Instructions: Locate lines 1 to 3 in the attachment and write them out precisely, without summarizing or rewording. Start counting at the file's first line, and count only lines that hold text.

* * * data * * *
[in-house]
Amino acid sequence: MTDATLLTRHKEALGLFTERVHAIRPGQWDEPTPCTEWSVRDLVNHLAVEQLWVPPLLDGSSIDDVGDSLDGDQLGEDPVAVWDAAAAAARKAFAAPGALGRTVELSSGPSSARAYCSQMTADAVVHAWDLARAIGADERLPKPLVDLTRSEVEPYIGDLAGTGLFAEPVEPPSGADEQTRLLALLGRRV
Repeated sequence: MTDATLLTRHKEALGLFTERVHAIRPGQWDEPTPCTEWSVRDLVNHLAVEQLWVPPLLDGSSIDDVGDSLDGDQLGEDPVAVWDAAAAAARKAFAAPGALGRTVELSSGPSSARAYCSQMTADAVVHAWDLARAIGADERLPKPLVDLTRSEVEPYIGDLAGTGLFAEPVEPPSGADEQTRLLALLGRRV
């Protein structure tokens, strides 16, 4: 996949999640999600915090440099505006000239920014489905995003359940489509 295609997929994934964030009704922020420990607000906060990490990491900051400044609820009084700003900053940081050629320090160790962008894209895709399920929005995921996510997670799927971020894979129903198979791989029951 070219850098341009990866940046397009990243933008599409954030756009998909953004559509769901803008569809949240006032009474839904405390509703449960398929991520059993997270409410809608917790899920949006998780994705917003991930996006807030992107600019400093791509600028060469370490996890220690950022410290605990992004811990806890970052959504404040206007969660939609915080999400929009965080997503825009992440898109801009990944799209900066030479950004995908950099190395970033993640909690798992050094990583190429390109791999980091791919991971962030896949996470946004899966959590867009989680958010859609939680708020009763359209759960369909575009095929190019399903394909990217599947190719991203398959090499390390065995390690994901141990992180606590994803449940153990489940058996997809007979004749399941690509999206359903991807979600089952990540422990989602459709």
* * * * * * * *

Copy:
[in-house]
Amino acid sequence: MTDATLLTRHKEALGLFTERVHAIRPGQWDEPTPCTEWSVRDLVNHLAVEQLWVPPLLDGSSIDDVGDSLDGDQLGEDPVAVWDAAAAAARKAFAAPGALGRTVELSSGPSSARAYCSQMTADAVVHAWDLARAIGADERLPKPLVDLTRSEVEPYIGDLAGTGLFAEPVEPPSGADEQTRLLALLGRRV
Repeated sequence: MTDATLLTRHKEALGLFTERVHAIRPGQWDEPTPCTEWSVRDLVNHLAVEQLWVPPLLDGSSIDDVGDSLDGDQLGEDPVAVWDAAAAAARKAFAAPGALGRTVELSSGPSSARAYCSQMTADAVVHAWDLARAIGADERLPKPLVDLTRSEVEPYIGDLAGTGLFAEPVEPPSGADEQTRLLALLGRRV